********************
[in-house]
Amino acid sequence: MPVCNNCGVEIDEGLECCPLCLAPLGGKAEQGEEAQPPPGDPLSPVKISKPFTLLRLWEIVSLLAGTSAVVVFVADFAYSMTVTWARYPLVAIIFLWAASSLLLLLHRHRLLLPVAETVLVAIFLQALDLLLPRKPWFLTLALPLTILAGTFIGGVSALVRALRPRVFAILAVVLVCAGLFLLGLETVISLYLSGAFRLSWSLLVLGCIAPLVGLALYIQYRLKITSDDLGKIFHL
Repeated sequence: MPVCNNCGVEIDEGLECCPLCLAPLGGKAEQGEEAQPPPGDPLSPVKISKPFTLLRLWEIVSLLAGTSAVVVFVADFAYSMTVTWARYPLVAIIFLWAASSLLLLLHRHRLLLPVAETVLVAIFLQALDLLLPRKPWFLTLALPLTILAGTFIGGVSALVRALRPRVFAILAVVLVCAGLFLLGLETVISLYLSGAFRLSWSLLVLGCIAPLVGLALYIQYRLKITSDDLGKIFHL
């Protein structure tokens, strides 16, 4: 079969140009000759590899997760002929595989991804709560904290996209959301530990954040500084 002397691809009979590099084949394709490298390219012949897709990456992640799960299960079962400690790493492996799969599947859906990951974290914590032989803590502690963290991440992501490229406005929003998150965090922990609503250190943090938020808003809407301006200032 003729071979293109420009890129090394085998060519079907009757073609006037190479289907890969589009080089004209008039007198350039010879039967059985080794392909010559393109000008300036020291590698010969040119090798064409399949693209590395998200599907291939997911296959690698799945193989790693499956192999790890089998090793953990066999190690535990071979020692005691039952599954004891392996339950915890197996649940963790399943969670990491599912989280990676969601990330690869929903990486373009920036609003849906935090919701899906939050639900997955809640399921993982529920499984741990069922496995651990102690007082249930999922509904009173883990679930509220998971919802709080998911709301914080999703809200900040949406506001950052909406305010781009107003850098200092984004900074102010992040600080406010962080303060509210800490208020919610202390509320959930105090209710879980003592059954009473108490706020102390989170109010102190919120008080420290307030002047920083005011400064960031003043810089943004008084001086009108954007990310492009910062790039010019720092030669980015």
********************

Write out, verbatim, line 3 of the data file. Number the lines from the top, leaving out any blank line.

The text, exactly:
Repeated sequence: MPVCNNCGVEIDEGLECCPLCLAPLGGKAEQGEEAQPPPGDPLSPVKISKPFTLLRLWEIVSLLAGTSAVVVFVADFAYSMTVTWARYPLVAIIFLWAASSLLLLLHRHRLLLPVAETVLVAIFLQALDLLLPRKPWFLTLALPLTILAGTFIGGVSALVRALRPRVFAILAVVLVCAGLFLLGLETVISLYLSGAFRLSWSLLVLGCIAPLVGLALYIQYRLKITSDDLGKIFHL